# Help with ABS Spreadsheet

Discussion in 'Software' started by Willallison, Feb 16, 2007.

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### WillallisonSenior Member

I'm in the process of writing a spreadsheet to cover the ABS rules for motor pleasure craft.
The copy of the rules that I have - which appears to be the most recent available - is a draft version written in 2000.

In determining the bottom pressure, there are a number of factors that must be determined from figures 8.1, 8.2, 8.3 - ie Vertical acceleration factors Fv1 & Fv2, and the design area factore Fd. There may be others as well, but I don't have it in front of me at the moment, so I'm doing this by memory....

Apart from the fact that these figures are appallingly presented in the document, I would like to know if there's a numerical way of determining them - in other words a formula I can plug into excel, rather than having to refer to the original document each time.

Can anyone help with this?

Thanks as always!

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### riggertroySenior Member

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### WillallisonSenior Member

thanks Riggertroy - that is in fact the same document - the corrigenda that you refer to is just a few corrections to the orginal document.... but thanks nonetheless.

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### SailDesignOld Phart! Stay upwind..

Will,
Look in the Excel help for the "IF" statement. You can string together IF statements to allow you a simple calculation for each part of the figure. Let me know (by PM) if you have trouble with that, and I'll be motre specific, but it shouldn't be too painful (the second time...)
Steve

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### WillallisonSenior Member

Thanks Steve - I'm aware of the IF function - but somehow I got thru the 1st 35+ yrs of my life without excell, so it's all a bit of a catch up game for me. I'll be sure to let you know how I get on!
You can only imagine my dismay when I worked a bit further thru the ABS rules to discover that almost the entire bloody thing is based on refering to figure x, y, z.... !!

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### SailDesignOld Phart! Stay upwind..

Will,
Most of ABS is "look at Fig. XYZ", or else it's "interpolate from table ABC". Fun stuff if you are geek enough to admit it (did I say that out loud?)
You will get used to it, just in time to never have to do it again coz the spreadsheet will be finished.
Steve

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### WillallisonSenior Member

You know, what really surprises me is the appalling quality of the document. I mean one of the graphs (figure 8.2 I think), is not only hand-drawn and hard to read.... its got bloody white-out on it where they made a mistake and corrected it!! Ok this is supposedly only a draft document, written in 2000, but I'll be blowed if I can find the final version.....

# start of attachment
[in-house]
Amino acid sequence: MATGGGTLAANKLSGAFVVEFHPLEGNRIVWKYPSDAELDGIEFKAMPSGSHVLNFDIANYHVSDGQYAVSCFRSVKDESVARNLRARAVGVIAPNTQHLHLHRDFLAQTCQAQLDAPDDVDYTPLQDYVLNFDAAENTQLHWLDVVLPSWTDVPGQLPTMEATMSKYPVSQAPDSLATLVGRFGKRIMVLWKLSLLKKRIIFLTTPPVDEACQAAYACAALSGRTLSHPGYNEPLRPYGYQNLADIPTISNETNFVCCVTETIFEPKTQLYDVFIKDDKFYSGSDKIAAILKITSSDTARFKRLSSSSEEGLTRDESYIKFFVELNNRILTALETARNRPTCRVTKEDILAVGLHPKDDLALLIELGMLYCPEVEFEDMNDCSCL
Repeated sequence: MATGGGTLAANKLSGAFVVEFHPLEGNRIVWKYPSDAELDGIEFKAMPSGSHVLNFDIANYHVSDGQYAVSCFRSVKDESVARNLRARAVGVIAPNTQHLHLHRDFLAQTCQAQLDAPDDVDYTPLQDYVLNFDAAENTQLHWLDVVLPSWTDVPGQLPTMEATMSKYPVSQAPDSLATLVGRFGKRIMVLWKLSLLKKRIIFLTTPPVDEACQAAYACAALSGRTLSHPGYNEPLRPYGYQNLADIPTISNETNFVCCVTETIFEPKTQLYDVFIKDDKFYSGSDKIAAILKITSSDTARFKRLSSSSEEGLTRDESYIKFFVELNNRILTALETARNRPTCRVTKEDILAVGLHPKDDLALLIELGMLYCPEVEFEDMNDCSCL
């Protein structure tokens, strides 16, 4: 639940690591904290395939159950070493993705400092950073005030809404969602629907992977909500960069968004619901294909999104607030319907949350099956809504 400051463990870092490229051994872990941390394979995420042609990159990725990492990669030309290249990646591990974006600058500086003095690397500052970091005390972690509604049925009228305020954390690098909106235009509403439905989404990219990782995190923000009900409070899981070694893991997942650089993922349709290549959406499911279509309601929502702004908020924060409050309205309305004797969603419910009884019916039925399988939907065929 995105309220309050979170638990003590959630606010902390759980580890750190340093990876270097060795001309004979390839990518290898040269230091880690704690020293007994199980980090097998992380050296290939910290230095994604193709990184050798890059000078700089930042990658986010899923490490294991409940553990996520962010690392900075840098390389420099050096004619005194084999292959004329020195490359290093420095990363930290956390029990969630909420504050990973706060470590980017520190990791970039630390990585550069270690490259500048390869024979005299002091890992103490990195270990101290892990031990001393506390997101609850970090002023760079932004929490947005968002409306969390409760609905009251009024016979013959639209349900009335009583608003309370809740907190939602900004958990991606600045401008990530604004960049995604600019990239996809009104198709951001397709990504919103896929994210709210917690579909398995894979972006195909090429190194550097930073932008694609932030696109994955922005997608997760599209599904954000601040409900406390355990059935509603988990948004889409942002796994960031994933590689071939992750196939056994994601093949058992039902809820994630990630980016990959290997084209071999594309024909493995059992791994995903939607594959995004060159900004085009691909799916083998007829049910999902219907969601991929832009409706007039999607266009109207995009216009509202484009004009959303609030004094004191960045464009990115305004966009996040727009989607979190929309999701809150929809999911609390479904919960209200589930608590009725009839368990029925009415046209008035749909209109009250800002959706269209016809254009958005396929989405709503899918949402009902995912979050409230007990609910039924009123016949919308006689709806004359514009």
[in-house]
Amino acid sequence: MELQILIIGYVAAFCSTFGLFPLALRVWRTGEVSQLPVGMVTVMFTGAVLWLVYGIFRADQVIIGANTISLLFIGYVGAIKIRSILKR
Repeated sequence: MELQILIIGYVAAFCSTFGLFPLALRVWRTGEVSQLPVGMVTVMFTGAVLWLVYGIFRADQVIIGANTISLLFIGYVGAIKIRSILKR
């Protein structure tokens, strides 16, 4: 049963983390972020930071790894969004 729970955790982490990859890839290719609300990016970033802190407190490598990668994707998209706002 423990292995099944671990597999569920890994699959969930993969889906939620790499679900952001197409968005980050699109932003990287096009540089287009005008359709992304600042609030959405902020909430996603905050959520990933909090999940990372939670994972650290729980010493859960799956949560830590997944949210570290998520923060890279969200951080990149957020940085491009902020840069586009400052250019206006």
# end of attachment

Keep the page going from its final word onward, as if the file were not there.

And to give you the graphs, but not the formulae that they're based on... well that's just crap. I would have failed every exam I ever suffered thru if I'd done that.....

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### MikeJohnsSenior Member

Will
A curve fitting program is useful to convert the graph back to a function. If the curves are well behaved even Excel can do this. Alternatively if you send me the data points I'll give you a function that'll be useable.

I share your angst, many standards are appalling in their document quality as low res scans incorporated into a pdf. Some that we have paid for and downloaded have bordered on illegible.

Cheers

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### fcfcSenior Member

Beware x from aft, as in ISO. not like ABS

Fv1 = SI(x<0,55;0,25+0,75*(x/0,55);SI(x<0,9;1;1+(0,5*(0,9-x)/0,1)))

Fv2 = SI(x < 0,5;0,5;SI(x < 0,6;0,5+(x-0,5)*0,5;SI(x < 0,95;1;1-0,5*(x-0,95)/0,05)))

SI = IF in french excel.

No need to curve fitting.

You need curve fitting for Fd ( Ad / Ar). In ISO, they give you the equation, but as Ar id not the same in ISO and ABS, you cannot use it for ABS ...

BTW, I have found although they look similar, there is a bunch of silly little differences.
As Lhull and Bmax for ABS, Lwl and Bchine for ISO, deadrise at LCG for ABS, deadrise forward 0.4Lwl for ISO etc etc ...

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### fcfcSenior Member

BTW, Fv1 and Fv2 are not vertical acceleration. They are longitudinal correction for pressure. The forward end of a boat is likely to experience bigger loard that the rear. The acceleration factor is n in ABS and ncg in ISO and is speed dependant.

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### WillallisonSenior Member

Thanks guys - Steve was kind enough to both send me a curve fitting program and give me the resulting equation for Fd.....

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### fcfcSenior Member

If you go one step further,
coefficient k and k1 table 9A.1 are the same in ISO.

The equation for

x = l/b ISO = l/s ABS

k ABS = k2 ISO = (0.271 x² + 0.910 x - 0.554) / (x² - 0.313 x + 1.351)

k1 ABS = k3 ISO = (0.027 x² - 0.029 x + 0.011) / (x² - 1.463 x + 1.108)

For Fd, I have approximated with a ugly stair function. If your panel thickness happens to be 10.3157 mm, you wont have it accurately machined, you will just put 1/2' panel.

But beware of legal issues. For me ABS compliance is for fun, the legal one is ISO. But if the exact compliance per rules is 10.3157 mm and the plaintiff expert find it to be 10.3156 mm you may be in trouble even if this was not the cause of the problem.

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